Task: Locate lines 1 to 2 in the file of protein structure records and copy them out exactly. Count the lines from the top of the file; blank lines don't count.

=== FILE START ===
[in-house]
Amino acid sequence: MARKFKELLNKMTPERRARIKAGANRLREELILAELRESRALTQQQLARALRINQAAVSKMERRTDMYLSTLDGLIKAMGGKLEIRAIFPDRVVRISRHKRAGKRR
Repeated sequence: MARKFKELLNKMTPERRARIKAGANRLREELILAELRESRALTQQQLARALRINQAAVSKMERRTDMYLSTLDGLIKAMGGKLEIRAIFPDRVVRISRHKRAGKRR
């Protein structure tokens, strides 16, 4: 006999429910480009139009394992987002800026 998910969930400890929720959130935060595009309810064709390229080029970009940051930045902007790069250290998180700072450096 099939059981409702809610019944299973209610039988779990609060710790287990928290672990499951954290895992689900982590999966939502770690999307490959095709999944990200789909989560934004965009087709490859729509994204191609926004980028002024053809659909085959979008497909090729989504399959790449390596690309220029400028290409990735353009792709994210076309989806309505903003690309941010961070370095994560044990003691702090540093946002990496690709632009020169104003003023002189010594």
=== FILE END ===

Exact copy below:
[in-house]
Amino acid sequence: MARKFKELLNKMTPERRARIKAGANRLREELILAELRESRALTQQQLARALRINQAAVSKMERRTDMYLSTLDGLIKAMGGKLEIRAIFPDRVVRISRHKRAGKRR